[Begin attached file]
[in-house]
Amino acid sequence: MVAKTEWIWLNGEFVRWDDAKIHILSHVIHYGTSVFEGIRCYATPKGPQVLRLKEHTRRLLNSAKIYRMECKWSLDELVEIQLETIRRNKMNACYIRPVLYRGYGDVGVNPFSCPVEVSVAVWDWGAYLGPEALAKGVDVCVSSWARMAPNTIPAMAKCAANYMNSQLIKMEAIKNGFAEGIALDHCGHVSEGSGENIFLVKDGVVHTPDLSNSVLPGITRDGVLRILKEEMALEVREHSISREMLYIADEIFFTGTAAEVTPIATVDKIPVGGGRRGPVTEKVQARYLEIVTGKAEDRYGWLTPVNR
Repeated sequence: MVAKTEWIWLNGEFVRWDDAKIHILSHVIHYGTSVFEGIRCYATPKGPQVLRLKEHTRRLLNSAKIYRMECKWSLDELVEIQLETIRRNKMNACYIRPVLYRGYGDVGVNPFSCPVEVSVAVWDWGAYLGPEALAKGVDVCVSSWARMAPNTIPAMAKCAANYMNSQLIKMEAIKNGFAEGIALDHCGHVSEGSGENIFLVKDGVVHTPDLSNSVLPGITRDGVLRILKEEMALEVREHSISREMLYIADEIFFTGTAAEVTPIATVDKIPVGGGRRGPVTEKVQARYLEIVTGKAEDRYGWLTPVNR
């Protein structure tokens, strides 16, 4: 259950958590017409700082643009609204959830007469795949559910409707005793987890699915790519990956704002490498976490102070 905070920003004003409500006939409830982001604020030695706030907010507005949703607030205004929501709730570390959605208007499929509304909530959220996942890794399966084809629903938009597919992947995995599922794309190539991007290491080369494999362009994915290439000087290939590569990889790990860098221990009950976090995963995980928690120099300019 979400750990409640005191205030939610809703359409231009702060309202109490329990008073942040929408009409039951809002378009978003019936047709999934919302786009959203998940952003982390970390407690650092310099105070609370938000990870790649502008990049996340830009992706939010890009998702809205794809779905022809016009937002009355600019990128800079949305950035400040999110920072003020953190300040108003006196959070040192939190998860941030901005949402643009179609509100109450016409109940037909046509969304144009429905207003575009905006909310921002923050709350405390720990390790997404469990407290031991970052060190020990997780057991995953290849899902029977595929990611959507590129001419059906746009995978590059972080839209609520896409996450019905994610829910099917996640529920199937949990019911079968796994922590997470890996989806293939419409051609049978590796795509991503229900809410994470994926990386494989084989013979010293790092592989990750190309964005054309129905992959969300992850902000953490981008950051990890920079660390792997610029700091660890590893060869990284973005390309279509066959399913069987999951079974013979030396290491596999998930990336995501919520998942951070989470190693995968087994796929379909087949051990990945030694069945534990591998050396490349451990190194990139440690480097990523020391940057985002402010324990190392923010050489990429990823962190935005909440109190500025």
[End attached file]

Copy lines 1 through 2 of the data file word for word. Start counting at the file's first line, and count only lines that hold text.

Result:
[in-house]
Amino acid sequence: MVAKTEWIWLNGEFVRWDDAKIHILSHVIHYGTSVFEGIRCYATPKGPQVLRLKEHTRRLLNSAKIYRMECKWSLDELVEIQLETIRRNKMNACYIRPVLYRGYGDVGVNPFSCPVEVSVAVWDWGAYLGPEALAKGVDVCVSSWARMAPNTIPAMAKCAANYMNSQLIKMEAIKNGFAEGIALDHCGHVSEGSGENIFLVKDGVVHTPDLSNSVLPGITRDGVLRILKEEMALEVREHSISREMLYIADEIFFTGTAAEVTPIATVDKIPVGGGRRGPVTEKVQARYLEIVTGKAEDRYGWLTPVNR